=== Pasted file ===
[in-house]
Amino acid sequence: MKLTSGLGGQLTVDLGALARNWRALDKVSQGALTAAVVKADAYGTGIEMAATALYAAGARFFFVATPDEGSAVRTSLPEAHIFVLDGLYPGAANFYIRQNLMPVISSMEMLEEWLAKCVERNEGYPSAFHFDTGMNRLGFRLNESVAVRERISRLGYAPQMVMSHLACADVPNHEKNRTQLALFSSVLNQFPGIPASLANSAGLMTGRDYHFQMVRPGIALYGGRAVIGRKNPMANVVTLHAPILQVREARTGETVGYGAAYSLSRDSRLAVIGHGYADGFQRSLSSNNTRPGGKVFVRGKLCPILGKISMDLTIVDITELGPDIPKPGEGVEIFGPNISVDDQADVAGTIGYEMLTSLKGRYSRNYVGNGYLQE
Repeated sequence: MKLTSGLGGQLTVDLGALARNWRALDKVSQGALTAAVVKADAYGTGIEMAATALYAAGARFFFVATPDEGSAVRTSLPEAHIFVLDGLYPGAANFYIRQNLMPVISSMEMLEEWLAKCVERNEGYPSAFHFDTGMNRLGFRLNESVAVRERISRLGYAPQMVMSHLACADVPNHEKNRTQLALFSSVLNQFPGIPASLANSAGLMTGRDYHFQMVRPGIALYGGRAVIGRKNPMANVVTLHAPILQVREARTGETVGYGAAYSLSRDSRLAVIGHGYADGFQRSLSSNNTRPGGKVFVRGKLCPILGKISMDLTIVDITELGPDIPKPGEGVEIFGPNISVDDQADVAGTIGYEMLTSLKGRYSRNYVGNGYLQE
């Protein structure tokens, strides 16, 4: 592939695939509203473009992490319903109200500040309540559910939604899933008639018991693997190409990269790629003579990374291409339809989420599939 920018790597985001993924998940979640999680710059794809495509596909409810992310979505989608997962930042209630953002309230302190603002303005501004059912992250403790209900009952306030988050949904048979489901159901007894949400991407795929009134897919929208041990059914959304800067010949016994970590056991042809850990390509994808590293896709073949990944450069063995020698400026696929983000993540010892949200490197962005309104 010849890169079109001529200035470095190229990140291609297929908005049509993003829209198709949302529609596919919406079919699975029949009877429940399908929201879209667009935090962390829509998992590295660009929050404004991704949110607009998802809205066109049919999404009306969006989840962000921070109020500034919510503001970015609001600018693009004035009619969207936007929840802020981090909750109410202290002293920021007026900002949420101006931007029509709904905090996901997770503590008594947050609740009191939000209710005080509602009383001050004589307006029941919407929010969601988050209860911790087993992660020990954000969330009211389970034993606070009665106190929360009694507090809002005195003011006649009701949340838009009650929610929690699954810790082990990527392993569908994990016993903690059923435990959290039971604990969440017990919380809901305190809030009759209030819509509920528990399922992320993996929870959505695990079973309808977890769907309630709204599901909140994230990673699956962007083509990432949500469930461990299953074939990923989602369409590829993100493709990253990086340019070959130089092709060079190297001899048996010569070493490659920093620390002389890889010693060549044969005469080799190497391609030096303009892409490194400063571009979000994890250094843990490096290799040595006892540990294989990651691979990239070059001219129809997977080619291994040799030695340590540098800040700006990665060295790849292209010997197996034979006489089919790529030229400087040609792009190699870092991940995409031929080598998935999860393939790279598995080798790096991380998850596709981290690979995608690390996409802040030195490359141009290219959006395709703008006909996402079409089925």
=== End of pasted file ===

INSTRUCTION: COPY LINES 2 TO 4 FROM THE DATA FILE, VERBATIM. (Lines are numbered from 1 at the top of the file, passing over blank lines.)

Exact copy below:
Amino acid sequence: MKLTSGLGGQLTVDLGALARNWRALDKVSQGALTAAVVKADAYGTGIEMAATALYAAGARFFFVATPDEGSAVRTSLPEAHIFVLDGLYPGAANFYIRQNLMPVISSMEMLEEWLAKCVERNEGYPSAFHFDTGMNRLGFRLNESVAVRERISRLGYAPQMVMSHLACADVPNHEKNRTQLALFSSVLNQFPGIPASLANSAGLMTGRDYHFQMVRPGIALYGGRAVIGRKNPMANVVTLHAPILQVREARTGETVGYGAAYSLSRDSRLAVIGHGYADGFQRSLSSNNTRPGGKVFVRGKLCPILGKISMDLTIVDITELGPDIPKPGEGVEIFGPNISVDDQADVAGTIGYEMLTSLKGRYSRNYVGNGYLQE
Repeated sequence: MKLTSGLGGQLTVDLGALARNWRALDKVSQGALTAAVVKADAYGTGIEMAATALYAAGARFFFVATPDEGSAVRTSLPEAHIFVLDGLYPGAANFYIRQNLMPVISSMEMLEEWLAKCVERNEGYPSAFHFDTGMNRLGFRLNESVAVRERISRLGYAPQMVMSHLACADVPNHEKNRTQLALFSSVLNQFPGIPASLANSAGLMTGRDYHFQMVRPGIALYGGRAVIGRKNPMANVVTLHAPILQVREARTGETVGYGAAYSLSRDSRLAVIGHGYADGFQRSLSSNNTRPGGKVFVRGKLCPILGKISMDLTIVDITELGPDIPKPGEGVEIFGPNISVDDQADVAGTIGYEMLTSLKGRYSRNYVGNGYLQE
């Protein structure tokens, strides 16, 4: 592939695939509203473009992490319903109200500040309540559910939604899933008639018991693997190409990269790629003579990374291409339809989420599939 920018790597985001993924998940979640999680710059794809495509596909409810992310979505989608997962930042209630953002309230302190603002303005501004059912992250403790209900009952306030988050949904048979489901159901007894949400991407795929009134897919929208041990059914959304800067010949016994970590056991042809850990390509994808590293896709073949990944450069063995020698400026696929983000993540010892949200490197962005309104 010849890169079109001529200035470095190229990140291609297929908005049509993003829209198709949302529609596919919406079919699975029949009877429940399908929201879209667009935090962390829509998992590295660009929050404004991704949110607009998802809205066109049919999404009306969006989840962000921070109020500034919510503001970015609001600018693009004035009619969207936007929840802020981090909750109410202290002293920021007026900002949420101006931007029509709904905090996901997770503590008594947050609740009191939000209710005080509602009383001050004589307006029941919407929010969601988050209860911790087993992660020990954000969330009211389970034993606070009665106190929360009694507090809002005195003011006649009701949340838009009650929610929690699954810790082990990527392993569908994990016993903690059923435990959290039971604990969440017990919380809901305190809030009759209030819509509920528990399922992320993996929870959505695990079973309808977890769907309630709204599901909140994230990673699956962007083509990432949500469930461990299953074939990923989602369409590829993100493709990253990086340019070959130089092709060079190297001899048996010569070493490659920093620390002389890889010693060549044969005469080799190497391609030096303009892409490194400063571009979000994890250094843990490096290799040595006892540990294989990651691979990239070059001219129809997977080619291994040799030695340590540098800040700006990665060295790849292209010997197996034979006489089919790529030229400087040609792009190699870092991940995409031929080598998935999860393939790279598995080798790096991380998850596709981290690979995608690390996409802040030195490359141009290219959006395709703008006909996402079409089925």